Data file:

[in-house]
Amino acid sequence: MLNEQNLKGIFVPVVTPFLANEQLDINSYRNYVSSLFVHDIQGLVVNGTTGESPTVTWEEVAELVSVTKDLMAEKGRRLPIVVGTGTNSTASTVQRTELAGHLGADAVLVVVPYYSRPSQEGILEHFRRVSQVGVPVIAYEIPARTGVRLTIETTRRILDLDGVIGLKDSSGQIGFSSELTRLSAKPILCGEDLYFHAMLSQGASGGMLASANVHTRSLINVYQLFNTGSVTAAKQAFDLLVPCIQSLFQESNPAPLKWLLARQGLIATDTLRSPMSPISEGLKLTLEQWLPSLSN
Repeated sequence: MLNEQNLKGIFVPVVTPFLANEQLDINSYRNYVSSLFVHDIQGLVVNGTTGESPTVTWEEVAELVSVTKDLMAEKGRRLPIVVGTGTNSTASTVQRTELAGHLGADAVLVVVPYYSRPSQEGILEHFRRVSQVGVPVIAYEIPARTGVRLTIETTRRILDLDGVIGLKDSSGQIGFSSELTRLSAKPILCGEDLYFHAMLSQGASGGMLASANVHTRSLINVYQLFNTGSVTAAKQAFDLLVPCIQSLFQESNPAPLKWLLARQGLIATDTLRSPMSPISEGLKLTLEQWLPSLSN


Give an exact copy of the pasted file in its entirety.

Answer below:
[in-house]
Amino acid sequence: MLNEQNLKGIFVPVVTPFLANEQLDINSYRNYVSSLFVHDIQGLVVNGTTGESPTVTWEEVAELVSVTKDLMAEKGRRLPIVVGTGTNSTASTVQRTELAGHLGADAVLVVVPYYSRPSQEGILEHFRRVSQVGVPVIAYEIPARTGVRLTIETTRRILDLDGVIGLKDSSGQIGFSSELTRLSAKPILCGEDLYFHAMLSQGASGGMLASANVHTRSLINVYQLFNTGSVTAAKQAFDLLVPCIQSLFQESNPAPLKWLLARQGLIATDTLRSPMSPISEGLKLTLEQWLPSLSN
Repeated sequence: MLNEQNLKGIFVPVVTPFLANEQLDINSYRNYVSSLFVHDIQGLVVNGTTGESPTVTWEEVAELVSVTKDLMAEKGRRLPIVVGTGTNSTASTVQRTELAGHLGADAVLVVVPYYSRPSQEGILEHFRRVSQVGVPVIAYEIPARTGVRLTIETTRRILDLDGVIGLKDSSGQIGFSSELTRLSAKPILCGEDLYFHAMLSQGASGGMLASANVHTRSLINVYQLFNTGSVTAAKQAFDLLVPCIQSLFQESNPAPLKWLLARQGLIATDTLRSPMSPISEGLKLTLEQWLPSLSN